And with the numbers favoring the Democrats, the best the Republicans could do, in many cases, was try to score votes from the other side in lengthy debates on the floors of their respective chambers.

In the end, they said, they represent both Democrats and Republicans in their mostly rural districts, and they may know best about what those people want.

Simply put, Montoya said after the news conference was over, many New Mexicans want to know, “Do I have a job?”

General Assignment Reporter

Robert Nott has covered education and youth issues for the Santa Fe New Mexican. He is assigned to The New Mexican's city desk where he covers a general assignment beat.

(8) comments

Grace Trujillo

The GOP are not there for working families of NM. Gerry Mandering Iredistricting) is not benefiting our people, it is benefit your party. We didn't want it but you had to push on it.

You should have approved the Legalization of Cannabis. The taxes from sales would have help create jobs and help the people in our communities with Substance Abuse Problems. For decades, NM has desperately needed Rehabilitation Facilities (that we lack in our state) but the GOP did not think of this either.

zach miller

so the GOP does nothing but sit on their hands the entire legislative session, and then when it is over they complain they didn't get anything done.

They party of "I can't even remember what my last argument was, even when its in the same sentence."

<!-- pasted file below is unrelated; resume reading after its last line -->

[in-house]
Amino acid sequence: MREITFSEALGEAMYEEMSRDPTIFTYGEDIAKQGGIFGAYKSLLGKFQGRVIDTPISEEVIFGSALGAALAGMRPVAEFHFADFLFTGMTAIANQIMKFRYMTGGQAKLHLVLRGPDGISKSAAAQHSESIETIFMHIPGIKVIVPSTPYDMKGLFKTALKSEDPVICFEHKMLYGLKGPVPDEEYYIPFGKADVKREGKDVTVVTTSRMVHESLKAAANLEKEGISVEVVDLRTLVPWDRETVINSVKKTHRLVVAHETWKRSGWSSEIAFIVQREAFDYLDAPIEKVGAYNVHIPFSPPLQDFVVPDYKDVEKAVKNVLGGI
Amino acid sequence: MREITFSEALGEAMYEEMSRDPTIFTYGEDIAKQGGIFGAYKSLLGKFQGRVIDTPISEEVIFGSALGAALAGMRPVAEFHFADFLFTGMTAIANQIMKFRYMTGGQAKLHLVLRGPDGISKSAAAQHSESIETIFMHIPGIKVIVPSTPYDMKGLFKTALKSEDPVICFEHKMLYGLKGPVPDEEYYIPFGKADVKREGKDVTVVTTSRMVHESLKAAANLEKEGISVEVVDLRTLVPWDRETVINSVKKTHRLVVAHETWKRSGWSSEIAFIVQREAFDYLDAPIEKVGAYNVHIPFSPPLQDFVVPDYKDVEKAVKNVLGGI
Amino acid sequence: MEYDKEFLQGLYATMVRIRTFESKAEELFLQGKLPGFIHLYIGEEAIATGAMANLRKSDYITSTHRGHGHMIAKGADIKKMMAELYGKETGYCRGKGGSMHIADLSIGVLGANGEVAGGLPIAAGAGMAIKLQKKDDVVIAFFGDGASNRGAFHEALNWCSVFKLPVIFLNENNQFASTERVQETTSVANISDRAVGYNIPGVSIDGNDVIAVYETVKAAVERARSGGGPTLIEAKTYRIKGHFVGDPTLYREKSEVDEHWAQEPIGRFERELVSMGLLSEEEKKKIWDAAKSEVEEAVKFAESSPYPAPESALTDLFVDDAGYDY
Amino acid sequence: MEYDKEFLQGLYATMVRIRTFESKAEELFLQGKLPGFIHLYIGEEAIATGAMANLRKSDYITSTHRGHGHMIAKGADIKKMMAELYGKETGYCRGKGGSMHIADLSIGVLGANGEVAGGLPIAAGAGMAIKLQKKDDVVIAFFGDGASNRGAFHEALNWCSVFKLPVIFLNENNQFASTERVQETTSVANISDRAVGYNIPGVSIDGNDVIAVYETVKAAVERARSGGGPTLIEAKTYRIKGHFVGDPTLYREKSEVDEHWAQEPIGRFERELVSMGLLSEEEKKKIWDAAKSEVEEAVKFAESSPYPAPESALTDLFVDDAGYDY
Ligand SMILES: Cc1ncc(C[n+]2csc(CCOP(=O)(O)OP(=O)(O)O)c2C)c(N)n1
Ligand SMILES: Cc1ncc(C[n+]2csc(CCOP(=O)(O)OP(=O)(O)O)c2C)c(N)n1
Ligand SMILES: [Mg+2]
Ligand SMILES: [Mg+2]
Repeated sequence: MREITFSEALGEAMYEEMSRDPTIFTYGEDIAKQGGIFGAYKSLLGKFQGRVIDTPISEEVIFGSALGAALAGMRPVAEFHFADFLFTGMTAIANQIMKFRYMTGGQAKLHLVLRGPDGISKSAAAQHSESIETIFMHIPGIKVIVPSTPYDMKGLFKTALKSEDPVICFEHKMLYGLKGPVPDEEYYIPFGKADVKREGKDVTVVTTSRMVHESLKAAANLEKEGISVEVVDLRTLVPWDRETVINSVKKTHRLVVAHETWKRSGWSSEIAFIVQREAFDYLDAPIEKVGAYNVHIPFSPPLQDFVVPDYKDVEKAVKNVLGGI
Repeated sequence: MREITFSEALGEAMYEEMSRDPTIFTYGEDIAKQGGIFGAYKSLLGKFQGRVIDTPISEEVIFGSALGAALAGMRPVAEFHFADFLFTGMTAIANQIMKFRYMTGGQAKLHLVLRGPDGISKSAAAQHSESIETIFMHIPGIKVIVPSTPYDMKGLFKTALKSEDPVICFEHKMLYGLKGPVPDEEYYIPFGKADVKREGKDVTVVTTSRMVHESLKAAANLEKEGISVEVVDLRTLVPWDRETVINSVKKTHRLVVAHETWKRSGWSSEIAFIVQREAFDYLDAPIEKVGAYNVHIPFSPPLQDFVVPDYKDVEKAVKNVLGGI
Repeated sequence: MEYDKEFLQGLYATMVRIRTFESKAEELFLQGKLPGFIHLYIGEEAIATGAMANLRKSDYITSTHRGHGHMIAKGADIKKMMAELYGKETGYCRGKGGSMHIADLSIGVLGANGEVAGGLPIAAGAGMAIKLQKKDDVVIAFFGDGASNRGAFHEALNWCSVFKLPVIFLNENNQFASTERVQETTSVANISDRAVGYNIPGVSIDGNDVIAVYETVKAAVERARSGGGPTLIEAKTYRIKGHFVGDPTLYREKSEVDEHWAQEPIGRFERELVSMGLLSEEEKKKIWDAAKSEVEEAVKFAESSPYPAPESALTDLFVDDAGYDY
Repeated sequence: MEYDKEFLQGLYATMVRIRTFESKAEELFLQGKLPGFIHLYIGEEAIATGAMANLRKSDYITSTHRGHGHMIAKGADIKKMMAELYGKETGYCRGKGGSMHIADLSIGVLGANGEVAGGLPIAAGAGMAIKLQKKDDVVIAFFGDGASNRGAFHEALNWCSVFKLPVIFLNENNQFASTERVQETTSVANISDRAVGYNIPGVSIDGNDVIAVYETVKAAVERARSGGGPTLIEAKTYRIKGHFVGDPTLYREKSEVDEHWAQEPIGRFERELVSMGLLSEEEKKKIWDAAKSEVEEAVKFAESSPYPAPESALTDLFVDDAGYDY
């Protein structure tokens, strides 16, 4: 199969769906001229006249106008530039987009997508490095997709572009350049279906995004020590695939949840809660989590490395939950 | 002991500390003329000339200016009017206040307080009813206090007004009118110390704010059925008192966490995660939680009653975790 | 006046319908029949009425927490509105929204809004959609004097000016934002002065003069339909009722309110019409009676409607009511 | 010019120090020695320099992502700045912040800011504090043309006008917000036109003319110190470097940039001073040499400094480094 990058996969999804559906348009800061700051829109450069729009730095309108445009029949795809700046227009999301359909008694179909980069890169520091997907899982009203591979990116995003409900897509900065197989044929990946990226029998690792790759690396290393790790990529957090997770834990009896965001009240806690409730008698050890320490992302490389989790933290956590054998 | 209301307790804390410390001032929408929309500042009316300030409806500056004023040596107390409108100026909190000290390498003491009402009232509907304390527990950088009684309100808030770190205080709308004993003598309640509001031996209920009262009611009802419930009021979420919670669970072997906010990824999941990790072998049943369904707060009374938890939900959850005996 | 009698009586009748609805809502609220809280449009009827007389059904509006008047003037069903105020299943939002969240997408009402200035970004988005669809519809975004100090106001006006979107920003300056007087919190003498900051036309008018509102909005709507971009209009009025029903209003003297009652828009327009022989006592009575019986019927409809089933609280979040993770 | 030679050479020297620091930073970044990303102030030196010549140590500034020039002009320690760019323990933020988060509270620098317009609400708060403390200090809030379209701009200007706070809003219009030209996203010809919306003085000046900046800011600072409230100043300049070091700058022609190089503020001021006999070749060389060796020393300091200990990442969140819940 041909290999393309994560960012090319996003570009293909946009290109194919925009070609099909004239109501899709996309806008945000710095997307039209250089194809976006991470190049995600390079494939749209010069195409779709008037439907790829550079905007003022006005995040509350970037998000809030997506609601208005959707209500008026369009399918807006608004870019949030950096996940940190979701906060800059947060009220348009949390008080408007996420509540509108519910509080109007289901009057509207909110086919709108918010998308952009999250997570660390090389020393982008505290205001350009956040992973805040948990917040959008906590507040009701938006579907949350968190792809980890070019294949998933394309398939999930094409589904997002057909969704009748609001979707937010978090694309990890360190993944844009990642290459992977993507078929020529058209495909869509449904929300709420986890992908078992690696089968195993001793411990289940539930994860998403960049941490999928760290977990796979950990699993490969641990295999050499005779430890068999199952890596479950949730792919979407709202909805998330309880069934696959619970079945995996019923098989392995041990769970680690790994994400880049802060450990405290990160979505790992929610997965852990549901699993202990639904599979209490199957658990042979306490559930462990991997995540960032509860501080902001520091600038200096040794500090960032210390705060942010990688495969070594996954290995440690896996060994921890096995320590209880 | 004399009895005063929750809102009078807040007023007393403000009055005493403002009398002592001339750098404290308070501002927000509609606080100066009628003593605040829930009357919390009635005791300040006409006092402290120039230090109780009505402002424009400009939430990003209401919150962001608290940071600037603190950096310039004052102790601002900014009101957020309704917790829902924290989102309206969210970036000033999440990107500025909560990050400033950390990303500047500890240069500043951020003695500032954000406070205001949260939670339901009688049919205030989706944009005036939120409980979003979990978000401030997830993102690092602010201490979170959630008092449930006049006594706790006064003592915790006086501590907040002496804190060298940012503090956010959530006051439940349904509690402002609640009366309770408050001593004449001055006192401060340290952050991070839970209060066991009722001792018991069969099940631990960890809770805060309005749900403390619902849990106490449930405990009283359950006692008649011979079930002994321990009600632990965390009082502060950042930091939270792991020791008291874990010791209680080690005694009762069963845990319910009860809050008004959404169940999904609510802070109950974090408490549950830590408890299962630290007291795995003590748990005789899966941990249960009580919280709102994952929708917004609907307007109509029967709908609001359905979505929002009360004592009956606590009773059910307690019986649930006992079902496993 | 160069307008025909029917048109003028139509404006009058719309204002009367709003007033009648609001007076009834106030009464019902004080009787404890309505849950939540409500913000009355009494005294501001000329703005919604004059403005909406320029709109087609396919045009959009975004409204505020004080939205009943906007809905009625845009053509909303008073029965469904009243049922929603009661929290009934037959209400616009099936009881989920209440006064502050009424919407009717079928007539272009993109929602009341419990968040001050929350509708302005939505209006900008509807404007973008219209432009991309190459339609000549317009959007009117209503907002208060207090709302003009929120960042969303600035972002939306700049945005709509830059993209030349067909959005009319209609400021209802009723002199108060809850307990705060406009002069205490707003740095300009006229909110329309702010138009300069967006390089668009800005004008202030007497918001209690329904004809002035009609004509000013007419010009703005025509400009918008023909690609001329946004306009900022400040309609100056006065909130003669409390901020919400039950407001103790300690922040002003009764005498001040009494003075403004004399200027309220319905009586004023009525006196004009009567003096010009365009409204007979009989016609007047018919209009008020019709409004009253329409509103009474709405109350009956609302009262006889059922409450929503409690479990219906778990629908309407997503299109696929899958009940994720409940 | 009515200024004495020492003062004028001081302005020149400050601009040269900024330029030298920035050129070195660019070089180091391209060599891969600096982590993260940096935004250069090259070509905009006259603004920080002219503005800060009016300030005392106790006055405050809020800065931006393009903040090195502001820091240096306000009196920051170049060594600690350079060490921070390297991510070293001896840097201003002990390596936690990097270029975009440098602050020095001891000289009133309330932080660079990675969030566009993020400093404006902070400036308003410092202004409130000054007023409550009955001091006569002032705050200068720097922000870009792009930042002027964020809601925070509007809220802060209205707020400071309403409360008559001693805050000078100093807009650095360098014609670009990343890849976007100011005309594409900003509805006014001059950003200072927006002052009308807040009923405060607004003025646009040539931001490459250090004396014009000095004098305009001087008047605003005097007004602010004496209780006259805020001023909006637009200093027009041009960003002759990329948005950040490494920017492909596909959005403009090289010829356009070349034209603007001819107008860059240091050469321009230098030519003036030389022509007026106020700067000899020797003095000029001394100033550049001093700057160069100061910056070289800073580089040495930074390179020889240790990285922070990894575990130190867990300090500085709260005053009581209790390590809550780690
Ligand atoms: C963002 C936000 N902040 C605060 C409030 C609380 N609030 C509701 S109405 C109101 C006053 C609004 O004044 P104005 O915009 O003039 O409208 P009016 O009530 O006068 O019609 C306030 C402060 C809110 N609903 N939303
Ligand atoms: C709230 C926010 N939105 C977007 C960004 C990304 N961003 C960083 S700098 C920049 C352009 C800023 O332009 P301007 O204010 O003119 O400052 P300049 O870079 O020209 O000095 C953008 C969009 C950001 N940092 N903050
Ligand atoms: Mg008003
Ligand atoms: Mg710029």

Cleve Spence

One thing is for certain the GOP never cares about working family! When it comes to small business and working families the GOP is all talk and no do!

Joseph Tafoya

That's why the Gov is going to call a special "Joint Legislation".

Stefanie Beninato

Succession of counties from NM, going on daylight savings time all year, putting In God We Trust on license plates are really going to help middle class New Mexicans.

zach miller

don't forget something about disallowing people to marry one another and forcing a publisher to publish books it doesn't want to anymore. Super important stuff.

Jerry Appel

New Mexico has either in last or next to last with the highest poverty rate, so the Republican call to help working families is only to help those already working? As to rural versus urban, this is another attempt to divide the electorate. Passing upgraded rules that require a cleaner environment helps everybody to stay healthier and safer instead of allowing businesses to ignore those facts in the unholy pursuit of profits. Speaking of helping working people, passing a recreational cannabis law will help working people start new businesses and raise new taxes, but maybe the Republicans are worried that their liquor store contributors will lose business to cannabis retailers. I know law enforcement will be happier because it can mean fewer drunk men going home and beating up women. Pot smokers tend to just want to eat and chill instead of get violent as all too many drunkards do.

Angel Ortiz

The GOP actually wants us to believe about working families? Pure rhetoric. They had Susanna for 8 years and all they did was dismantle programs that were doing exactly that.